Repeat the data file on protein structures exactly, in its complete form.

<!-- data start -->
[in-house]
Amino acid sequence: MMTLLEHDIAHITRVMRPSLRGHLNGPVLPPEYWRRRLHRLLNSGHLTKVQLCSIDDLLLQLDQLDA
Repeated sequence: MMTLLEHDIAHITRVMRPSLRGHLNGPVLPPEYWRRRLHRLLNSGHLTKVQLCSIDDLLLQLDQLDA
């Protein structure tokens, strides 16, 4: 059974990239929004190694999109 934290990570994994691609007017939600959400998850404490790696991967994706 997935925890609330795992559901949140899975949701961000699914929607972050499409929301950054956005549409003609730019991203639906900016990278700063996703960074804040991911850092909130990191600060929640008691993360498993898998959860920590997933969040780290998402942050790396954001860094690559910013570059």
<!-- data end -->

[in-house]
Amino acid sequence: MMTLLEHDIAHITRVMRPSLRGHLNGPVLPPEYWRRRLHRLLNSGHLTKVQLCSIDDLLLQLDQLDA
Repeated sequence: MMTLLEHDIAHITRVMRPSLRGHLNGPVLPPEYWRRRLHRLLNSGHLTKVQLCSIDDLLLQLDQLDA
């Protein structure tokens, strides 16, 4: 059974990239929004190694999109 934290990570994994691609007017939600959400998850404490790696991967994706 997935925890609330795992559901949140899975949701961000699914929607972050499409929301950054956005549409003609730019991203639906900016990278700063996703960074804040991911850092909130990191600060929640008691993360498993898998959860920590997933969040780290998402942050790396954001860094690559910013570059």